Korea-U.S. team set up to examine anthrax delivery
The formation of the Joint Working Group (JWG), composed of officials from the Korean military, the Foreign Affairs Ministry and the United States Forces Korea (USFK) under the Korea-U.S. Status of Forces Agreement Joint Committee, followed a revelation by the Pentagon in May that 24 laboratories in 11 U.S. states, as well as Korea and Australia, were likely to have received live anthrax samples.
Most forms of anthrax are deadly, and the agent can be used as a fatal biological weapon.
The Foreign Affairs Ministry announced that Seoul established the JWG on Saturday to investigate the accidental delivery at the Osan U.S. military base in Gyeonggi, 48 kilometers (30 miles) south of Seoul, and work on measures to prevent similar incidents.
“The government views the formation of the JWG as a sign of resolve shared by Korea and the U.S. that the two must protect the safety of South Koreans and alleviate public concern [regarding the anthrax delivery],” the ministry said, adding that it will review preventive measures and safety protocols as part of an investigation.
The government said the investigative body will work to bolster information-sharing measures between Seoul and Washington with regards to future military exercises by the USFK, and perform an on-site inspection at a laboratory located at the Osan military base in the coming days as part of a joint investigation.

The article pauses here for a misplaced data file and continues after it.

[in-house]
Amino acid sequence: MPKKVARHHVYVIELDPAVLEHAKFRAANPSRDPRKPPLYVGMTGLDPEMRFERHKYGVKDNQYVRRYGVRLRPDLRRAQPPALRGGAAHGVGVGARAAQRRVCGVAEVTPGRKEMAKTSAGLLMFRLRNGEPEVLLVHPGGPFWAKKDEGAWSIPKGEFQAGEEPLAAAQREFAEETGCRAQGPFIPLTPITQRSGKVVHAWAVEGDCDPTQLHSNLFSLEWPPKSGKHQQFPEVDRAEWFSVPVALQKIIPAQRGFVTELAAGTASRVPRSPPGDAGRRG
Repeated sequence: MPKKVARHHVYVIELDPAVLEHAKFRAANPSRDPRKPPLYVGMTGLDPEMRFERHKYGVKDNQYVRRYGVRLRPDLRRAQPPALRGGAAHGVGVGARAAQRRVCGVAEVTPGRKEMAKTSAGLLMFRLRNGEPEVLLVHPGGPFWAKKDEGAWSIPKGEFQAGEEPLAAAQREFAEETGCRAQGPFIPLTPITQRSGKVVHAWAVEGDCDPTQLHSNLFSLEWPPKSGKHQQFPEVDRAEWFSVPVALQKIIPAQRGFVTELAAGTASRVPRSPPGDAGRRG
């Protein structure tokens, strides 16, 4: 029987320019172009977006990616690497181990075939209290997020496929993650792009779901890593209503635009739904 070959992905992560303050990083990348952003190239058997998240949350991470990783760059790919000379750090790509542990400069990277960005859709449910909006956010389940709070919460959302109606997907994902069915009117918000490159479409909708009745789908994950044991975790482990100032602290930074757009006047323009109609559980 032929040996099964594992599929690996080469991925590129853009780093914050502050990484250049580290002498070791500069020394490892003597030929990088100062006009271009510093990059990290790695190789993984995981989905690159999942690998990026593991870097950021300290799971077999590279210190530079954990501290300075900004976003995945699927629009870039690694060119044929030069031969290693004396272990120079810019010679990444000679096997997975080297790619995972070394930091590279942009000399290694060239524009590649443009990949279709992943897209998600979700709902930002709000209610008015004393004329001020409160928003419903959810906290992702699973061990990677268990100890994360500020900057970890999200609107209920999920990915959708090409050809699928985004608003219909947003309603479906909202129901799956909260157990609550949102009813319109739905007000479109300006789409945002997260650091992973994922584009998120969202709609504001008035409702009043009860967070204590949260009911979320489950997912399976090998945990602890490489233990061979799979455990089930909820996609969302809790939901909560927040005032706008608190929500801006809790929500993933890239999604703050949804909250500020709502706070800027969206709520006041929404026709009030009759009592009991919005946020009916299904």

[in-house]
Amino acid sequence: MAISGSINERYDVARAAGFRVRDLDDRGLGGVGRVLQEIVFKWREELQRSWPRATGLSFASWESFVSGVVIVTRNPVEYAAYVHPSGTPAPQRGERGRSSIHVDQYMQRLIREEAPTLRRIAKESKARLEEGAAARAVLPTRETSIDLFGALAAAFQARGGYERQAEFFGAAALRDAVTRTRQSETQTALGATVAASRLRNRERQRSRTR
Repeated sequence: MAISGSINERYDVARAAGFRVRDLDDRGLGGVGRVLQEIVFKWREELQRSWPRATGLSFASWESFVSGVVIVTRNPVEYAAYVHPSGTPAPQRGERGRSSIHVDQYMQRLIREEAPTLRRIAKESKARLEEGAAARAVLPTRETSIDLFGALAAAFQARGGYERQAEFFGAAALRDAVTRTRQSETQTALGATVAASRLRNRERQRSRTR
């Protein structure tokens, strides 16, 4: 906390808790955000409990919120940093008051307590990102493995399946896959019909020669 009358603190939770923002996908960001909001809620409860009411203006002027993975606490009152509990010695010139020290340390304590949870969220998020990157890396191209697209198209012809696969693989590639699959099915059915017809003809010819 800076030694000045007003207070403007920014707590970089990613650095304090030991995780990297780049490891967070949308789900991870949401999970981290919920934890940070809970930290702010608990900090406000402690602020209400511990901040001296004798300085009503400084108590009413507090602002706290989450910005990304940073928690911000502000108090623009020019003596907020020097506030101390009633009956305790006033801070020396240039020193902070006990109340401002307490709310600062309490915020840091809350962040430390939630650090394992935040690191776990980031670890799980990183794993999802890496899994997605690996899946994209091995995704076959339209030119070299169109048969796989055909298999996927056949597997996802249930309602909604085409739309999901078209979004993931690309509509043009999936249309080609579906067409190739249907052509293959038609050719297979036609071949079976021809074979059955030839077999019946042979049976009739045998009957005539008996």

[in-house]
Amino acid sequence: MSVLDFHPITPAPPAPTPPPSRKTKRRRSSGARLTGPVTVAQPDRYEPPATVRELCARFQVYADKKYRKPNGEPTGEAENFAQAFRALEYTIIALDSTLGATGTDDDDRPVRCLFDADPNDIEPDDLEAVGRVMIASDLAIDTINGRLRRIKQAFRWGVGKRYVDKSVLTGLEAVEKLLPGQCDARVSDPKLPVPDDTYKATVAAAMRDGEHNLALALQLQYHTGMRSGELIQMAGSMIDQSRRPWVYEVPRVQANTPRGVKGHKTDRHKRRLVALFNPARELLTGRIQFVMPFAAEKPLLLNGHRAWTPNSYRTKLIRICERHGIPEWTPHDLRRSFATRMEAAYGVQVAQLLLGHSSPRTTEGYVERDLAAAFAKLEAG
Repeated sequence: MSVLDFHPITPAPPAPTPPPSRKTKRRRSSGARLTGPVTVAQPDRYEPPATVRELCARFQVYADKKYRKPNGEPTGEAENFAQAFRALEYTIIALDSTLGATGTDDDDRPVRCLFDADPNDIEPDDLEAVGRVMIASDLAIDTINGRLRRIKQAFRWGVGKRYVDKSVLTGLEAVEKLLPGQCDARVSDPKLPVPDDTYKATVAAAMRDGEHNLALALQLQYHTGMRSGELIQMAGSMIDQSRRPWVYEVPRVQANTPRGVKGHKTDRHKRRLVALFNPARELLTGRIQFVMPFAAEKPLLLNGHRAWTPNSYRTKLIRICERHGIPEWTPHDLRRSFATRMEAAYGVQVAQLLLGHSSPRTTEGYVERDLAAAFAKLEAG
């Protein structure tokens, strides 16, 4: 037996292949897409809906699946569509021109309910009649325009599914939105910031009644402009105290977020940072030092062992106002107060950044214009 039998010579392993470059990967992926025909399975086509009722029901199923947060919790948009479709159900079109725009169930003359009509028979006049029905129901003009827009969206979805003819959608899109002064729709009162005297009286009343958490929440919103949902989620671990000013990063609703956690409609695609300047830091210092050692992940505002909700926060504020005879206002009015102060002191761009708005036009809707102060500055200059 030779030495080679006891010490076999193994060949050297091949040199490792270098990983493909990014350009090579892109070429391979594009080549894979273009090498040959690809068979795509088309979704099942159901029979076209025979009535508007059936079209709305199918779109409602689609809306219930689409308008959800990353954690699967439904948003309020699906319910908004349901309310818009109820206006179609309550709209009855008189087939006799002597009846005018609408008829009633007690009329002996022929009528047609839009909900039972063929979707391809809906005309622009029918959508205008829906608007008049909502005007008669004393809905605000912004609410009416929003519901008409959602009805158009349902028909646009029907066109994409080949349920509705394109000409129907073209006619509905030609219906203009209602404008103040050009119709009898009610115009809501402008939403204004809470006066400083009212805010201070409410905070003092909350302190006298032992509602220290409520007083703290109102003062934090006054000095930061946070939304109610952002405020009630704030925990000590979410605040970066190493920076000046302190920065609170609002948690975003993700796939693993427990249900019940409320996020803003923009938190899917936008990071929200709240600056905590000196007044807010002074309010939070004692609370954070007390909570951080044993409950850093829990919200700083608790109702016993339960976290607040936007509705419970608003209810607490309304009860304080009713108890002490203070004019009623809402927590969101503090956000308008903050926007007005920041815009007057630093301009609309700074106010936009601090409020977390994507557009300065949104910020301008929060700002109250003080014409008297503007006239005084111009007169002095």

Regarding news reports that live anthrax samples were delivered to the Osan base by commercial shipping companies with little precaution, a ministry official said the U.S. Department of Defense gave an order to dispose of the material at an isolated laboratory at the Osan Air Base, as the fatal virus “could have been alive.”
“[The USFK] immediately disposed of the samples upon receiving the order without checking whether the concerned anthrax was alive or not,” the official said, speaking on the condition of anonymity.
The scandal has raised eyebrows over the strictness of U.S. management and the extent to which it is sharing relevant information with Seoul.
Criticism on the accidental shipment prompted American Defense Secretary Ashton Carter to apologize to his Korean counterpart Han Min-koo in May on the sidelines of the Asia Security Summit.
Anthrax is a disease caused by the bacterium Bacillus anthracis and has been identified as the biological agent used in some terrorist attacks.
People become infected with anthrax when spores make their way into the body by either breathing them in, eating food or drinking water contaminated with spores or getting spores in a cut or scrape in the skin.
The disease is not contagious in the same way people might catch the common cold or the flu.
BY KANG JIN-KYU [firstname.lastname@example.org]